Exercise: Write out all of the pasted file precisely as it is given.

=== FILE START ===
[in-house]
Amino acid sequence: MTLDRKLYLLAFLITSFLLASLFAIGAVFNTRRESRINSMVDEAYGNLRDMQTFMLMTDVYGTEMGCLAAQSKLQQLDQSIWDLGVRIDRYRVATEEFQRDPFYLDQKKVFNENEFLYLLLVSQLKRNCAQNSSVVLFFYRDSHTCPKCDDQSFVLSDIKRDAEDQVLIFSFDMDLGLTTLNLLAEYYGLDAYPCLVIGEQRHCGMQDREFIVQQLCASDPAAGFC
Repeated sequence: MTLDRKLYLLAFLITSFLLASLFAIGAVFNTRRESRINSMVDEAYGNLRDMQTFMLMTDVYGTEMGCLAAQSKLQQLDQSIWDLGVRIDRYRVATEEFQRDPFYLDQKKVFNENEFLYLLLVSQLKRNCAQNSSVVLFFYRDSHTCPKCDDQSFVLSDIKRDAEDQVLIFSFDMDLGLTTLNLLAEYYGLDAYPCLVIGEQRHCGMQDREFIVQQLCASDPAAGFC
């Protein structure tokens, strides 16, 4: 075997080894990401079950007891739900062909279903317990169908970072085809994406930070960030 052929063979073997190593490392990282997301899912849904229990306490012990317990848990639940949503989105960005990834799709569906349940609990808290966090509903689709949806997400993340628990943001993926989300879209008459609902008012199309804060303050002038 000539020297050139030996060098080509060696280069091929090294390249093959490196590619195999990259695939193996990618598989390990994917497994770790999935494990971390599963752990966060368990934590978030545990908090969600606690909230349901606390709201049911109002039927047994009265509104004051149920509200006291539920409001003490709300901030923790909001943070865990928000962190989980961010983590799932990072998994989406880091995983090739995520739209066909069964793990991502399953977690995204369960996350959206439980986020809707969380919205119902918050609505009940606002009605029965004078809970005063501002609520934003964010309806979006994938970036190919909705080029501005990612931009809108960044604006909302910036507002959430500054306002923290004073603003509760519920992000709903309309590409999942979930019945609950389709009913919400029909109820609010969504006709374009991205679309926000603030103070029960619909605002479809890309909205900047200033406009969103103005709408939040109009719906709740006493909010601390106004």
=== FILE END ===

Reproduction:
[in-house]
Amino acid sequence: MTLDRKLYLLAFLITSFLLASLFAIGAVFNTRRESRINSMVDEAYGNLRDMQTFMLMTDVYGTEMGCLAAQSKLQQLDQSIWDLGVRIDRYRVATEEFQRDPFYLDQKKVFNENEFLYLLLVSQLKRNCAQNSSVVLFFYRDSHTCPKCDDQSFVLSDIKRDAEDQVLIFSFDMDLGLTTLNLLAEYYGLDAYPCLVIGEQRHCGMQDREFIVQQLCASDPAAGFC
Repeated sequence: MTLDRKLYLLAFLITSFLLASLFAIGAVFNTRRESRINSMVDEAYGNLRDMQTFMLMTDVYGTEMGCLAAQSKLQQLDQSIWDLGVRIDRYRVATEEFQRDPFYLDQKKVFNENEFLYLLLVSQLKRNCAQNSSVVLFFYRDSHTCPKCDDQSFVLSDIKRDAEDQVLIFSFDMDLGLTTLNLLAEYYGLDAYPCLVIGEQRHCGMQDREFIVQQLCASDPAAGFC
């Protein structure tokens, strides 16, 4: 075997080894990401079950007891739900062909279903317990169908970072085809994406930070960030 052929063979073997190593490392990282997301899912849904229990306490012990317990848990639940949503989105960005990834799709569906349940609990808290966090509903689709949806997400993340628990943001993926989300879209008459609902008012199309804060303050002038 000539020297050139030996060098080509060696280069091929090294390249093959490196590619195999990259695939193996990618598989390990994917497994770790999935494990971390599963752990966060368990934590978030545990908090969600606690909230349901606390709201049911109002039927047994009265509104004051149920509200006291539920409001003490709300901030923790909001943070865990928000962190989980961010983590799932990072998994989406880091995983090739995520739209066909069964793990991502399953977690995204369960996350959206439980986020809707969380919205119902918050609505009940606002009605029965004078809970005063501002609520934003964010309806979006994938970036190919909705080029501005990612931009809108960044604006909302910036507002959430500054306002923290004073603003509760519920992000709903309309590409999942979930019945609950389709009913919400029909109820609010969504006709374009991205679309926000603030103070029960619909605002479809890309909205900047200033406009969103103005709408939040109009719906709740006493909010601390106004």